The judge in this case instructed the jury in part that "the law as enunciated in the [New York Times Co. v.] Sullivan case and subsequent decisions does not apply in this instant matter," that if "the defendant published the allegedly libelous statement and . . . the published statement was false and inaccurate, then the plaintiff has been
libeled by the defendant," and that if "the defendant published a statement which was not a fair and accurate report of the testimony which occurred in the District Court proceeding, the defendant is not entitled to any privilege and if the statement is untrue, the plaintiff has been libeled." He further instructed the jury on all other phases of the case, including that of damages. As to damages he expressly instructed the jury that the damages awarded, if any, were to be compensatory and not punitive. It is my opinion the instructions were adequate and correct, and I would so hold. It is my further opinion that such a result would in no way abridge the defendant's freedom of the press as guaranteed by the First Amendment of the United States Constitution. While the First Amendment may secure to the news media almost total protection from prior restraints, New York Times Co. v. United States, 403 U.S. 713 (1971), I do not believe it gives them the immunity which the defendant seeks on the facts of this case.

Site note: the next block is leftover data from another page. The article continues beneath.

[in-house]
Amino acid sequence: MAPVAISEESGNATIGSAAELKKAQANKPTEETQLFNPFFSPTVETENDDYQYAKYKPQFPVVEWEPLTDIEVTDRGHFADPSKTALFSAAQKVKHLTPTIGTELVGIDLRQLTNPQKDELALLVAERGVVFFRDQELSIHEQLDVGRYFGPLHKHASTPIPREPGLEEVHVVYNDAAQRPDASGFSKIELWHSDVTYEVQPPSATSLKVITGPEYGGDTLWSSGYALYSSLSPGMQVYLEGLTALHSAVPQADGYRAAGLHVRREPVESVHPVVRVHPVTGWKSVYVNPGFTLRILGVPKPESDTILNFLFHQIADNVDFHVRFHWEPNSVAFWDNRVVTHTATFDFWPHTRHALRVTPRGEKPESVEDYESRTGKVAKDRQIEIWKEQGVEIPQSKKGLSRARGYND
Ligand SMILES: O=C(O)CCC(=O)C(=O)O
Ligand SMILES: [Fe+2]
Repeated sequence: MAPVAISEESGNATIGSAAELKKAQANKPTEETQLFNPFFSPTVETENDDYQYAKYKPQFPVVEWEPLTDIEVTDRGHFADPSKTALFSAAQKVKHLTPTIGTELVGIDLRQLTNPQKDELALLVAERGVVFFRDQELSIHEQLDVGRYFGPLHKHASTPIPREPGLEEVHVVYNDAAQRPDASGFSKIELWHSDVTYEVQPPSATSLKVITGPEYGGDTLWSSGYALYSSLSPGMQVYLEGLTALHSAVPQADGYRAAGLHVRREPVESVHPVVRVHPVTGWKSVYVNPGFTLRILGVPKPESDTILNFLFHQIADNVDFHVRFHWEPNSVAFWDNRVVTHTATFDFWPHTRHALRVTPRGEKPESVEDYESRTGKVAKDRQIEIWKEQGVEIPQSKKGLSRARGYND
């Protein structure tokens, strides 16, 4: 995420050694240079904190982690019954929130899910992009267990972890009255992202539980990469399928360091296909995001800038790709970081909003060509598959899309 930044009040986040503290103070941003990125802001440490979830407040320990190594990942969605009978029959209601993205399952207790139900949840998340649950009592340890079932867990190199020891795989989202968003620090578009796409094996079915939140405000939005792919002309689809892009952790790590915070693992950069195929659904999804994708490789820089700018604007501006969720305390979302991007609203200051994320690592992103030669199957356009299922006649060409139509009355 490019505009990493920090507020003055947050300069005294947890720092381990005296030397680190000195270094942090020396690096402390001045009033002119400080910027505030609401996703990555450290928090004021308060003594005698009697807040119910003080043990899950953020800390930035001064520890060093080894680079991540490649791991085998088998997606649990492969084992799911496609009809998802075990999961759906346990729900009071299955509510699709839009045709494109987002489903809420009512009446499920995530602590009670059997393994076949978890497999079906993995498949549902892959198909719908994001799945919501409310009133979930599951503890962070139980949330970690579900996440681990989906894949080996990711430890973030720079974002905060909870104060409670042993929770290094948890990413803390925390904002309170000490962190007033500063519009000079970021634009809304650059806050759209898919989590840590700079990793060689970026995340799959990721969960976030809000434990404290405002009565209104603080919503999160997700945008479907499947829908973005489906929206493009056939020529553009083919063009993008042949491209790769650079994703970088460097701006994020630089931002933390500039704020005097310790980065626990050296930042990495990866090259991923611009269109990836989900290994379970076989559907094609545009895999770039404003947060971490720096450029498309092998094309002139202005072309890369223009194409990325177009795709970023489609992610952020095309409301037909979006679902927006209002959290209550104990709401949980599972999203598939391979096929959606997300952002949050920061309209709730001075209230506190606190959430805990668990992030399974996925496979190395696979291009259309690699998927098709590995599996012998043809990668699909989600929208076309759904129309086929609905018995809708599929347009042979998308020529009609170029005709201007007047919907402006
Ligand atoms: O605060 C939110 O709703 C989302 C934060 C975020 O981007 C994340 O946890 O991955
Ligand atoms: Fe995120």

4. Since the court bases its decision on its conclusion that "the judicial proceeding which was reported was an event of public or general concern," it states (in fn. 3) that "we do not consider the effect of the fact that the plaintiff was a public officer." It is at least questionable whether the plaintiff was a public officer in the sense discussed in the New York Times and other Federal cases, but it is unnecessary to pursue that question for the purpose of this dissent.